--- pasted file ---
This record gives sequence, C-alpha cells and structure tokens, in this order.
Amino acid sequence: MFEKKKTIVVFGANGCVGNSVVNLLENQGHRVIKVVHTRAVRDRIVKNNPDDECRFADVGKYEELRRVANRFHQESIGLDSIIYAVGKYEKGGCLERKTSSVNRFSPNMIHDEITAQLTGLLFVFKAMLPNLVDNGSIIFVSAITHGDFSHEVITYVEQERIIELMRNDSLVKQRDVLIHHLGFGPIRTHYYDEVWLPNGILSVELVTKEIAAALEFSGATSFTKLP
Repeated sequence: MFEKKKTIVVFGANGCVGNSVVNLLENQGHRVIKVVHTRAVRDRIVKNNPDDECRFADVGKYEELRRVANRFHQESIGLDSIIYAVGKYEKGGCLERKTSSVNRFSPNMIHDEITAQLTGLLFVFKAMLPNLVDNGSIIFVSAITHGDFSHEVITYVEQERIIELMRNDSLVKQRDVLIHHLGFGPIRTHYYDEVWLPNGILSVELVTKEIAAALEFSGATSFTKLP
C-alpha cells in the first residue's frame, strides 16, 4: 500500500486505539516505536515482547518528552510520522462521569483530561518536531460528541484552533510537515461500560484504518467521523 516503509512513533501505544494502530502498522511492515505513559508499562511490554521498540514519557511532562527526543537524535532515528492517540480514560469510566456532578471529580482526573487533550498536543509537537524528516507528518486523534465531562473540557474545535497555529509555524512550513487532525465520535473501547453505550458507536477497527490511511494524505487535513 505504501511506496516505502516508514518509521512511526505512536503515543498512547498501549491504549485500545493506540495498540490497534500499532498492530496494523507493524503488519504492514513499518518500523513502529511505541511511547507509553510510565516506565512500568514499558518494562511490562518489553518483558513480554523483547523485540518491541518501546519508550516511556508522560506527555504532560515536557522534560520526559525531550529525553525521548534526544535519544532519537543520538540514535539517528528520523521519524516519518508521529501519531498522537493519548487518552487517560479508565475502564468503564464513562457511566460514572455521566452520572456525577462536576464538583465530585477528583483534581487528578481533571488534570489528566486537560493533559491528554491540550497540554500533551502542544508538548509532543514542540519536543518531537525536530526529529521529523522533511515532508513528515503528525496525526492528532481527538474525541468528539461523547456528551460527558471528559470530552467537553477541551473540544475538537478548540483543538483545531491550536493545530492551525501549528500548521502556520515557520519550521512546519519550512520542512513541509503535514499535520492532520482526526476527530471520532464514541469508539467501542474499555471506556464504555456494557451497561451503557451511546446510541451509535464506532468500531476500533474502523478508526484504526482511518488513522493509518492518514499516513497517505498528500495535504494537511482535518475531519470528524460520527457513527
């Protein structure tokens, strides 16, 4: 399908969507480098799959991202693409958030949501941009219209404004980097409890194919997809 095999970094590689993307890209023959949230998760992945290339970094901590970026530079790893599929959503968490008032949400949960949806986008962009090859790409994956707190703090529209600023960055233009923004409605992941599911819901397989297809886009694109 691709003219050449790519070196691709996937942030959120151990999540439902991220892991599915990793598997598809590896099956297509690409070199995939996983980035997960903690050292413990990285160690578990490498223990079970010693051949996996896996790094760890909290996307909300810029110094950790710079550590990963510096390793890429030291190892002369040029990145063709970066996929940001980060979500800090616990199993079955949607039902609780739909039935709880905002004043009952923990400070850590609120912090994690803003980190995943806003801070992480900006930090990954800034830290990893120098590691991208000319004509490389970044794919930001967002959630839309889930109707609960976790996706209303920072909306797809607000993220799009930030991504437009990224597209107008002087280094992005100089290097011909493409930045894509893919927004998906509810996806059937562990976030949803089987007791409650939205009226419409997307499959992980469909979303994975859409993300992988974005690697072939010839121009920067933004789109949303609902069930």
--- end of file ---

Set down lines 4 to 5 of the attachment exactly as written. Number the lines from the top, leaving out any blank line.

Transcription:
C-alpha cells in the first residue's frame, strides 16, 4: 500500500486505539516505536515482547518528552510520522462521569483530561518536531460528541484552533510537515461500560484504518467521523 516503509512513533501505544494502530502498522511492515505513559508499562511490554521498540514519557511532562527526543537524535532515528492517540480514560469510566456532578471529580482526573487533550498536543509537537524528516507528518486523534465531562473540557474545535497555529509555524512550513487532525465520535473501547453505550458507536477497527490511511494524505487535513 505504501511506496516505502516508514518509521512511526505512536503515543498512547498501549491504549485500545493506540495498540490497534500499532498492530496494523507493524503488519504492514513499518518500523513502529511505541511511547507509553510510565516506565512500568514499558518494562511490562518489553518483558513480554523483547523485540518491541518501546519508550516511556508522560506527555504532560515536557522534560520526559525531550529525553525521548534526544535519544532519537543520538540514535539517528528520523521519524516519518508521529501519531498522537493519548487518552487517560479508565475502564468503564464513562457511566460514572455521566452520572456525577462536576464538583465530585477528583483534581487528578481533571488534570489528566486537560493533559491528554491540550497540554500533551502542544508538548509532543514542540519536543518531537525536530526529529521529523522533511515532508513528515503528525496525526492528532481527538474525541468528539461523547456528551460527558471528559470530552467537553477541551473540544475538537478548540483543538483545531491550536493545530492551525501549528500548521502556520515557520519550521512546519519550512520542512513541509503535514499535520492532520482526526476527530471520532464514541469508539467501542474499555471506556464504555456494557451497561451503557451511546446510541451509535464506532468500531476500533474502523478508526484504526482511518488513522493509518492518514499516513497517505498528500495535504494537511482535518475531519470528524460520527457513527
């Protein structure tokens, strides 16, 4: 399908969507480098799959991202693409958030949501941009219209404004980097409890194919997809 095999970094590689993307890209023959949230998760992945290339970094901590970026530079790893599929959503968490008032949400949960949806986008962009090859790409994956707190703090529209600023960055233009923004409605992941599911819901397989297809886009694109 691709003219050449790519070196691709996937942030959120151990999540439902991220892991599915990793598997598809590896099956297509690409070199995939996983980035997960903690050292413990990285160690578990490498223990079970010693051949996996896996790094760890909290996307909300810029110094950790710079550590990963510096390793890429030291190892002369040029990145063709970066996929940001980060979500800090616990199993079955949607039902609780739909039935709880905002004043009952923990400070850590609120912090994690803003980190995943806003801070992480900006930090990954800034830290990893120098590691991208000319004509490389970044794919930001967002959630839309889930109707609960976790996706209303920072909306797809607000993220799009930030991504437009990224597209107008002087280094992005100089290097011909493409930045894509893919927004998906509810996806059937562990976030949803089987007791409650939205009226419409997307499959992980469909979303994975859409993300992988974005690697072939010839121009920067933004789109949303609902069930």